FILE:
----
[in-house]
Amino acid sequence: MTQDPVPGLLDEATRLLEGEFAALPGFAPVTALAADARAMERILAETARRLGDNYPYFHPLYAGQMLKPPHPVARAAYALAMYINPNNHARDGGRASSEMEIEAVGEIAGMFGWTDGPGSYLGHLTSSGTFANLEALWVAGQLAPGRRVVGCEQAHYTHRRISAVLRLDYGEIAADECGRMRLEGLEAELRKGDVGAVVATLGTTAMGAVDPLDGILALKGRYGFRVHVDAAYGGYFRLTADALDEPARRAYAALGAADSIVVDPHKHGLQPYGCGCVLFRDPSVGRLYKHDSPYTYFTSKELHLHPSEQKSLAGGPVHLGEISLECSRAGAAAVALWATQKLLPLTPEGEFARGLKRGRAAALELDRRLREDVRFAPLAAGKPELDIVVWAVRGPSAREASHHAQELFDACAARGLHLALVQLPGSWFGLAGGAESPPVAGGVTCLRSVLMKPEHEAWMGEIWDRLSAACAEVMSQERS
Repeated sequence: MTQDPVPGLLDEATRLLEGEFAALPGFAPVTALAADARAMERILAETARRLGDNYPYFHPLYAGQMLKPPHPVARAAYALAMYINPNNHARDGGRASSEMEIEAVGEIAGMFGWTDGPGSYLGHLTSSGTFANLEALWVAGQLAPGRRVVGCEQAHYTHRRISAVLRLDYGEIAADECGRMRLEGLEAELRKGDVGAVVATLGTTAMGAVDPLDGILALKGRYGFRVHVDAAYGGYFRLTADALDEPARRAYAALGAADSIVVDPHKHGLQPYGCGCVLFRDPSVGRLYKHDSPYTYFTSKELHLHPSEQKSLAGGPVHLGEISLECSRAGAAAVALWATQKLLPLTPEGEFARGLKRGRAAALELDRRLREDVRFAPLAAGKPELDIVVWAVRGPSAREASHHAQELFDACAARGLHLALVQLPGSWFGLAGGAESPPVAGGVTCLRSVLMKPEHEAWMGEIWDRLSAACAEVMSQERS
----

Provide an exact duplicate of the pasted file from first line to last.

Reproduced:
[in-house]
Amino acid sequence: MTQDPVPGLLDEATRLLEGEFAALPGFAPVTALAADARAMERILAETARRLGDNYPYFHPLYAGQMLKPPHPVARAAYALAMYINPNNHARDGGRASSEMEIEAVGEIAGMFGWTDGPGSYLGHLTSSGTFANLEALWVAGQLAPGRRVVGCEQAHYTHRRISAVLRLDYGEIAADECGRMRLEGLEAELRKGDVGAVVATLGTTAMGAVDPLDGILALKGRYGFRVHVDAAYGGYFRLTADALDEPARRAYAALGAADSIVVDPHKHGLQPYGCGCVLFRDPSVGRLYKHDSPYTYFTSKELHLHPSEQKSLAGGPVHLGEISLECSRAGAAAVALWATQKLLPLTPEGEFARGLKRGRAAALELDRRLREDVRFAPLAAGKPELDIVVWAVRGPSAREASHHAQELFDACAARGLHLALVQLPGSWFGLAGGAESPPVAGGVTCLRSVLMKPEHEAWMGEIWDRLSAACAEVMSQERS
Repeated sequence: MTQDPVPGLLDEATRLLEGEFAALPGFAPVTALAADARAMERILAETARRLGDNYPYFHPLYAGQMLKPPHPVARAAYALAMYINPNNHARDGGRASSEMEIEAVGEIAGMFGWTDGPGSYLGHLTSSGTFANLEALWVAGQLAPGRRVVGCEQAHYTHRRISAVLRLDYGEIAADECGRMRLEGLEAELRKGDVGAVVATLGTTAMGAVDPLDGILALKGRYGFRVHVDAAYGGYFRLTADALDEPARRAYAALGAADSIVVDPHKHGLQPYGCGCVLFRDPSVGRLYKHDSPYTYFTSKELHLHPSEQKSLAGGPVHLGEISLECSRAGAAAVALWATQKLLPLTPEGEFARGLKRGRAAALELDRRLREDVRFAPLAAGKPELDIVVWAVRGPSAREASHHAQELFDACAARGLHLALVQLPGSWFGLAGGAESPPVAGGVTCLRSVLMKPEHEAWMGEIWDRLSAACAEVMSQERS